Oil has been hugely volatile since the outbreak of war. After spiking above $130, prices have retreated amid a liquidity crunch, with traders fleeing the market in the face of extreme volatility and onerous margin calls. Open interest in WTI futures continues to fall, indicating that the pullback in activity is ongoing.
“The oil market continues to be characterized by a tug-of-war between concerns about demand and concerns about supply outages,” said Carsten Fritsch, an analyst at Commerzbank AG. “This is also evident from the constant fluctuations in oil prices.”
In China, meanwhile, officials are struggling to eradicate a wave of Covid-19 in key cities. Strict curbs have hurt mobility, including for the nation’s fleet of trucks, and banks are reducing their forecasts from the nation’s expansion this year. President Xi Jinping told a local forum that while economic fundamentals remain strong, “we have yet to walk from the shadow”of the pandemic.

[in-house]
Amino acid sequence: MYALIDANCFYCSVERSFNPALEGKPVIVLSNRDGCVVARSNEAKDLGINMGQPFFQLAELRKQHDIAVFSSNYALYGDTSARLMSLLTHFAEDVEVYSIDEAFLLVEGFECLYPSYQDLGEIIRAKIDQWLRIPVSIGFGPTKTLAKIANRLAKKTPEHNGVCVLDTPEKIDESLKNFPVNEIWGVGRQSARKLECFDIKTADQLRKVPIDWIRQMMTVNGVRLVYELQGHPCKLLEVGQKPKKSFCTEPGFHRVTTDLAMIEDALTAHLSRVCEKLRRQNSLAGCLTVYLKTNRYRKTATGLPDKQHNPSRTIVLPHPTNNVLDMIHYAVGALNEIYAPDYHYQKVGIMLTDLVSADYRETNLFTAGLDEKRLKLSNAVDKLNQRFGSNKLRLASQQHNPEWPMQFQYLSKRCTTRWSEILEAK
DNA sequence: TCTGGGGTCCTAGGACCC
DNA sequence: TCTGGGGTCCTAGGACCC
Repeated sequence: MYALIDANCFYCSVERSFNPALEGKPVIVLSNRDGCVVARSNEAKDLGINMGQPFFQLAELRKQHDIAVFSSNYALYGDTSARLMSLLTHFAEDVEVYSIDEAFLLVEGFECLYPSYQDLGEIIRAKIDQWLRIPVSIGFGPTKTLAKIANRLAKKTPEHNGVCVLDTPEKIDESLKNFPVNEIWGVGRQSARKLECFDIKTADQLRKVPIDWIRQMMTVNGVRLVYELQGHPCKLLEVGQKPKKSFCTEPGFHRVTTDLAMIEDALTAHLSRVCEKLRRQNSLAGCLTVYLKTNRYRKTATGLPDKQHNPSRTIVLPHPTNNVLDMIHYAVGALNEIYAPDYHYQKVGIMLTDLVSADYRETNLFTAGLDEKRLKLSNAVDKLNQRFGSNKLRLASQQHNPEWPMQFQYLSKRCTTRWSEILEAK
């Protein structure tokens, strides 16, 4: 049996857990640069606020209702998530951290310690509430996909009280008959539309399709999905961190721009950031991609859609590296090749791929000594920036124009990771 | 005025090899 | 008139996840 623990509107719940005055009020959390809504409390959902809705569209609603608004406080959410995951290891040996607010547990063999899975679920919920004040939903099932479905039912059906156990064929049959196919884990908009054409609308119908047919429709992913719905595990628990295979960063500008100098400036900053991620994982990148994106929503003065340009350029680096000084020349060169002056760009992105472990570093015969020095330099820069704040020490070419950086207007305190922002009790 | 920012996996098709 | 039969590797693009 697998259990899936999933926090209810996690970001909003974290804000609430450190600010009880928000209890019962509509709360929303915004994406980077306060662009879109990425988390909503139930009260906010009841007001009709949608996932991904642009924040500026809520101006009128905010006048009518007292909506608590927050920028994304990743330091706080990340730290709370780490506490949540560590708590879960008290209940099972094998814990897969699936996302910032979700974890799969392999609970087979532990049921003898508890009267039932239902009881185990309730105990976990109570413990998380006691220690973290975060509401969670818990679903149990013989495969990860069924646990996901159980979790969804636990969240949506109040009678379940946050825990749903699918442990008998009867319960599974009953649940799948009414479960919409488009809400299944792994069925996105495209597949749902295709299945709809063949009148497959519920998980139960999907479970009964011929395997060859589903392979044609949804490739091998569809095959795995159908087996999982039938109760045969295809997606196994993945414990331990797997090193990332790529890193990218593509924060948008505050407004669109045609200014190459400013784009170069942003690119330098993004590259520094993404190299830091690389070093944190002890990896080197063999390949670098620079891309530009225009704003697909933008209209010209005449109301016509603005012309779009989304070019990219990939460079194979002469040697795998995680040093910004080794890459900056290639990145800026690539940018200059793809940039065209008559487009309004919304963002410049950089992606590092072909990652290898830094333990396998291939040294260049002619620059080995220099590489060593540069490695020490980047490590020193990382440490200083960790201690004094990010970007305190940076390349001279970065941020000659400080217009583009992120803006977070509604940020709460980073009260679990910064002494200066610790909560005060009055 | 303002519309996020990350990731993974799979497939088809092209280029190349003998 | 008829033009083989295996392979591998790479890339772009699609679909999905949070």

Other corners of the globe are seeing indications of robust fuel demand though. On Wednesday the 3-2-1 futures crack spread in the U.S. — a measure of the profitability of turning crude into gasoline and diesel — shot up to the highest level in records going back to 1986. In Europe, France’s oil-product sales were above pre-Covid levels in March.